Messier 100

Messier 100
Messier 100
M100.jpg
Observation data (J2000 epoch)
Constellation Coma Berenices[1]
Right ascension 12h 22m 54.9s[2]
Declination +15° 49′ 21″[2]
Redshift 1571 ± 1 km/s[2]
Distance 55 Mly[3]
Type SAB(s)bc[2]
Apparent dimensions (V) 7′.4 × 6′.3[2]
Apparent magnitude (V) 10.1[2]
Other designations
NGC 4321
See also: Galaxy, List of galaxies

Messier 100 (also known as NGC 4321) is an example of a grand design spiral galaxy[4] located within the southern part of constellation Coma Berenices. It is one of the brightest galaxies in the Virgo cluster, approximately 55 million light-years[3] distant from Earth and has a diameter of 160,000 light years. It was discovered by Pierre Méchain on March 15, 1781 and was subsequently entered in Messier’s catalogue of nebulae and star clusters[5] after Charles Messier[6] made observations of his own on April 13, 1781. The galaxy was one of the first spirals[6] discovered, and was listed as 1 of 14 spiral nebulae by Lord William Parsons of Rosse in 1850. A satellite galaxy[7][8] named NGC 4323 is present within M100.

Contents

Early observations

After the discovery of M100 by Méchain, Charles Messier made observations of the galaxy depicting it as a nebula without a star. He pointed out that it was difficult[6] to recognize the nebula because of its faintness. William Herschel was able to identify a bright cluster of stars[6] within the nebula during observations he did before John Herschel expanded the findings in 1833. With the advent of better telescopes, John Herschel was able to see a round, brighter galaxy; however, he also mentioned that it was barely visible through clouds but he still indicated that it was faint. William Henry Smyth[6] extended the studies of M100, detailing it as a pearly white nebula and pointing out diffuse spots.

Supernovae

Five supernovae[4] have been identified in the M100 galaxy. In March 1901 the first supernova of M100 was found, SN 1901B,[4][9] a type I supernova found when magnitude 15.6 at a distance from its nucleus. SN 1914A[4][10] was then discovered in February to March 1914; its type was undeterminable but was found when magnitude 15.7 at some distance from the center. Observations of M100 from February 21, 1960 to June 17, 1960 led to the discovery of SN 1959E, another type I supernova,[4][11] with the faintest magnitude, 17.5, among the five found, at 58"E and 21"S from its nucleus. On April 15, 1979, the first type II supernova found in the M100 galaxy was discovered; however the star SN 1979C[4][12] faded quickly; later observations from x-ray to radio wavelengths revealed its remnant. The latest supernova was discovered February 7, 2006; the star SN 2006X[4][13] had a magnitude of 15.3 when discovered two weeks before fading to magnitude +17.

Images

References

  1. ^ R. W. Sinnott, ed (1988). The Complete New General Catalogue and Index Catalogue of Nebulae and Star Clusters by J. L. E. Dreyer. Sky Publishing Corporation/Cambridge University Press. ISBN 0-933-34651-4. 
  2. ^ a b c d e f "NASA/IPAC Extragalactic Database". Results for NGC 4321. http://nedwww.ipac.caltech.edu/. Retrieved 2006-08-31.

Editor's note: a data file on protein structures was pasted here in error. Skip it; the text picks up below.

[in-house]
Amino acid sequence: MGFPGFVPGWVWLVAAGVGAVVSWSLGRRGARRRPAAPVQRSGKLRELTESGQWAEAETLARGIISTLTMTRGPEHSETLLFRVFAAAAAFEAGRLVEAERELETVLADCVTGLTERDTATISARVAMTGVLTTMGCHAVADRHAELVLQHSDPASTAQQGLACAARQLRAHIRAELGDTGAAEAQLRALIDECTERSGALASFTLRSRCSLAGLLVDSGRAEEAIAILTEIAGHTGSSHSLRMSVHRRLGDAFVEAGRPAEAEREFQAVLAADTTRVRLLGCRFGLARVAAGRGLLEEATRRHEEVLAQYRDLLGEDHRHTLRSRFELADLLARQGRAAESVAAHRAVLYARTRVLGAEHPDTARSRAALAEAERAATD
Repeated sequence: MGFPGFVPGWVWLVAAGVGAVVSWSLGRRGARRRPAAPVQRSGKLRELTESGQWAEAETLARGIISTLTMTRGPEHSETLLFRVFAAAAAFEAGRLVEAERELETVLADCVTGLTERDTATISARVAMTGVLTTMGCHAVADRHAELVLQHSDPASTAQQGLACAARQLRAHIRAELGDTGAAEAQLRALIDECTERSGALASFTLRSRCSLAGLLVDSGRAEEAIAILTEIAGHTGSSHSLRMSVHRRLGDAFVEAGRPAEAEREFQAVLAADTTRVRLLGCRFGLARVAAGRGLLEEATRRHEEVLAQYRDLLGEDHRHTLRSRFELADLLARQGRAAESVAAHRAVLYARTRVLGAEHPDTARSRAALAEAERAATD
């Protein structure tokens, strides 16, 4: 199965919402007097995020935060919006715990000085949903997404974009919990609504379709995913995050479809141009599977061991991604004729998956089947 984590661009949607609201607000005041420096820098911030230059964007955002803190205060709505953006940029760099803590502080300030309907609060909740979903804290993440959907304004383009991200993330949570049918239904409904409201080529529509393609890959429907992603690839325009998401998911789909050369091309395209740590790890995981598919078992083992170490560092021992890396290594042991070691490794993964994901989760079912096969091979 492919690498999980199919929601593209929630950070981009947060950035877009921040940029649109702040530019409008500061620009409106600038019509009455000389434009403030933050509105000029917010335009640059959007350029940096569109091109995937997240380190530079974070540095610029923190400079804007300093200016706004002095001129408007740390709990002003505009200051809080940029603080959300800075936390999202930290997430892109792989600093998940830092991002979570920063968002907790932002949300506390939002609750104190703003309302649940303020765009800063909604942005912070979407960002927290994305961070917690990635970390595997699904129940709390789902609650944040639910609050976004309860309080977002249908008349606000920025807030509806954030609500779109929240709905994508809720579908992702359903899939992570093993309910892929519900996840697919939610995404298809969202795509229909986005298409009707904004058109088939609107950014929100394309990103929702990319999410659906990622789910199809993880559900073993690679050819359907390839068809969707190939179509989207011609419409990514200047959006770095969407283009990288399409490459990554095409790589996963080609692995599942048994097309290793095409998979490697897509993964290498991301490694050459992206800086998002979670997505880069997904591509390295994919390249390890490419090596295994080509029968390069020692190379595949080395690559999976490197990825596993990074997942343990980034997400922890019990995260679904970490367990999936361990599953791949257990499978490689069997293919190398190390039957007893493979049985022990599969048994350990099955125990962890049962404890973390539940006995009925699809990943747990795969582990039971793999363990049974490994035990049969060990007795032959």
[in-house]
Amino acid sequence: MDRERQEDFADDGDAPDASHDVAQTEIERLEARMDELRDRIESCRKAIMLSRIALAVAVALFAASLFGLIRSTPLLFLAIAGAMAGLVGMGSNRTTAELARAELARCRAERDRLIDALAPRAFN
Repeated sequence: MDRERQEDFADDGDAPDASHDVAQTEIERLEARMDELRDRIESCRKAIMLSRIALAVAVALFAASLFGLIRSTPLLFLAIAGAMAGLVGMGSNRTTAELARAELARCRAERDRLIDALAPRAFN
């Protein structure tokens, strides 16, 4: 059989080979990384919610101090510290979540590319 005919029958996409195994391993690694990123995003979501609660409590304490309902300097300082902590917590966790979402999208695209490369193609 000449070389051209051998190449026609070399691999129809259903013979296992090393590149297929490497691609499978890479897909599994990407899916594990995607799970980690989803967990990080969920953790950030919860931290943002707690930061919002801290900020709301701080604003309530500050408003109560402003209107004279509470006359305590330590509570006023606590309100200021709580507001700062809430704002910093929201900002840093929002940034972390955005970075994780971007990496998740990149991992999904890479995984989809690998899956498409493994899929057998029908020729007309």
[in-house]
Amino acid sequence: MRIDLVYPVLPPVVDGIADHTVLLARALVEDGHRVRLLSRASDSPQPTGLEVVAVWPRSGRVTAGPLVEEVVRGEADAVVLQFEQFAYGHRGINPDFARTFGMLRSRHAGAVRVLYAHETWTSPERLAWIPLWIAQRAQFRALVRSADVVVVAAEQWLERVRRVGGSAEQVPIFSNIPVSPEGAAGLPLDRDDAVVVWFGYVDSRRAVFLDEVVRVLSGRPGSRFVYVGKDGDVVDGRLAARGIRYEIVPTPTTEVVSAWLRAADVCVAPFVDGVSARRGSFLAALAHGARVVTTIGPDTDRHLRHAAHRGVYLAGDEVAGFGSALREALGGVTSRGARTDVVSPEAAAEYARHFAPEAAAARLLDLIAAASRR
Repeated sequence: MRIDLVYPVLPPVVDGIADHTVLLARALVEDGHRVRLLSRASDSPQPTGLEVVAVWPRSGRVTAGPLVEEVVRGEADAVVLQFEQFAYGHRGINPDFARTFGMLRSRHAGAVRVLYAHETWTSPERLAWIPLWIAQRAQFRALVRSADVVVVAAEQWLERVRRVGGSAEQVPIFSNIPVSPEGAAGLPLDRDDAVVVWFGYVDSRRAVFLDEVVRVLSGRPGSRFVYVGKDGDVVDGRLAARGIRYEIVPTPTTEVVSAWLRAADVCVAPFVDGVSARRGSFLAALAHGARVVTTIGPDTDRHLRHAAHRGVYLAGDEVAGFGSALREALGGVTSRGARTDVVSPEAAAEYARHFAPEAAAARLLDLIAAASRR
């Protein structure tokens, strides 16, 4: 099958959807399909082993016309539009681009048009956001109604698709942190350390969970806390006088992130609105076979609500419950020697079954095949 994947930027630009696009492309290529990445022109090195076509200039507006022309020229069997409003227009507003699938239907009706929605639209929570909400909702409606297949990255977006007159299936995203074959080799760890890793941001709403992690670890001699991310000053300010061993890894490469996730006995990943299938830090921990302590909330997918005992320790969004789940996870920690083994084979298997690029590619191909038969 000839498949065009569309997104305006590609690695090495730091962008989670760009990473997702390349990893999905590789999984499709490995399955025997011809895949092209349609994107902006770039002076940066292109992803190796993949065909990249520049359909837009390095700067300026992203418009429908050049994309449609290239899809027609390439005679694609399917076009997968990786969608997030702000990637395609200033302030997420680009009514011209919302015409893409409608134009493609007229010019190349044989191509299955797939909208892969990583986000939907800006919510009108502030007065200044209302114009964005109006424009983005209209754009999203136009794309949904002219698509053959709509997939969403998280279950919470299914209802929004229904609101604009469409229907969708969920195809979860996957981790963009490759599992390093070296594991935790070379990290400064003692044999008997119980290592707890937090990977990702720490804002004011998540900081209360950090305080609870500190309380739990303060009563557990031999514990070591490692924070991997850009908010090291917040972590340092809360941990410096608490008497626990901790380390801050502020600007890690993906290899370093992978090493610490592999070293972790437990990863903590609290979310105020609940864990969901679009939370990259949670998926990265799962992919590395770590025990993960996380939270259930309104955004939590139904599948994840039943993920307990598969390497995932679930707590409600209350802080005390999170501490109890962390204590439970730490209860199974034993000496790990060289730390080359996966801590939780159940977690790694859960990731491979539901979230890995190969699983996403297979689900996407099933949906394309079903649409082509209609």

3. ^ a b "Messier 100". Hearst Observatory. http://www.hearstobservatory.com/messier_100.html. Retrieved 2010-02-23. 
  4. ^ a b c d e f g "Messier 100". SEDS: Spiral Galaxy M100 (NGC 4321), type Sc, in Coma Berenices. http://seds.org/messier/m/m100.html. Retrieved 2010-02-23. 
  5. ^ "Catalog of Nebulae and Star Clusters". SEDS. http://seds.org/MESSIER/xtra/history/m-cat.html#M100. Retrieved 2010-02-23. [dead link]
  6. ^ a b c d e "Messier 100". SEDS: Observations and Descriptions. http://seds.org/MESSIER/Mdes/dm100.html. Retrieved 2010-02-23. [dead link]
  7. ^ S. di Serego Alighieri et al. (2007). "The HI content of Early-Type Galaxies from the ALFALFA survey I. Catalogued HI sources in the Virgo cluster". Astronomy and Astrophysics 474 (3). arXiv:0709.2096. Bibcode 2007A&A...474..851D. doi:10.1051/0004-6361:20078205. 
  8. ^ NGC 4323 "NGC 4323". SIMBAD. http://SIMBAD.u-strasbg.fr/SIMBAD/sim-id?protocol=html&Ident=NGC+4323&NbIdent=1&Radius=2&Radius.unit=arcmin&submit=submit+id NGC 4323. Retrieved 2010-02-23. 
  9. ^ "SN 1901B -- SuperNova". SIMBAD. http://SIMBAD.u-strasbg.fr/SIMBAD/sim-id?protocol=html&Ident=SN+1901B&NbIdent=1&Radius=2&Radius.unit=arcmin&submit=submit+id. Retrieved 2010-02-23. 
  10. ^ "SN 1914A -- SuperNova". SIMBAD. http://SIMBAD.u-strasbg.fr/SIMBAD/sim-id?Ident=SN+1914A&NbIdent=1&Radius=2&Radius.unit=arcmin&submit=submit+id. Retrieved 2010-02-23. 
  11. ^ "SN 1959E -- SuperNova". SIMBAD. http://SIMBAD.u-strasbg.fr/SIMBAD/sim-id?Ident=SN+1959E&NbIdent=1&Radius=2&Radius.unit=arcmin&submit=submit+id. Retrieved 2010-02-23. 
  12. ^ "SN 1979C -- SuperNova". SIMBAD. http://SIMBAD.u-strasbg.fr/SIMBAD/sim-id?Ident=SN+1979C&NbIdent=1&Radius=2&Radius.unit=arcmin&submit=submit+id. Retrieved 2010-02-23. 
  13. ^ "SN 2006X -- SuperNova". SIMBAD. http://SIMBAD.u-strasbg.fr/SIMBAD/sim-id?Ident=SN+2006X&NbIdent=1&Radius=2&Radius.unit=arcmin&submit=submit+id. Retrieved 2010-02-23. 

External links

Coordinates: Sky map 12h 22m 54.9s, +15° 49′ 21″


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